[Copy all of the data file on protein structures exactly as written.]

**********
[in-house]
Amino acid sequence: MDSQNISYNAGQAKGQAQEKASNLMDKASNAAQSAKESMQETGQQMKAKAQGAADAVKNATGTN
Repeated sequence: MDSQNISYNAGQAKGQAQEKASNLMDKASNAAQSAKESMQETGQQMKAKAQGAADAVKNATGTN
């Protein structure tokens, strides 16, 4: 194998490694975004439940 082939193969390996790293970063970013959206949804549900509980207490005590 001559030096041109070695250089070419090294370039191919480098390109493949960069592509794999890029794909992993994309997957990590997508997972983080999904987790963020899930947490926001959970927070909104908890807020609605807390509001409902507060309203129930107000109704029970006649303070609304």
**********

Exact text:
[in-house]
Amino acid sequence: MDSQNISYNAGQAKGQAQEKASNLMDKASNAAQSAKESMQETGQQMKAKAQGAADAVKNATGTN
Repeated sequence: MDSQNISYNAGQAKGQAQEKASNLMDKASNAAQSAKESMQETGQQMKAKAQGAADAVKNATGTN
């Protein structure tokens, strides 16, 4: 194998490694975004439940 082939193969390996790293970063970013959206949804549900509980207490005590 001559030096041109070695250089070419090294370039191919480098390109493949960069592509794999890029794909992993994309997957990590997508997972983080999904987790963020899930947490926001959970927070909104908890807020609605807390509001409902507060309203129930107000109704029970006649303070609304």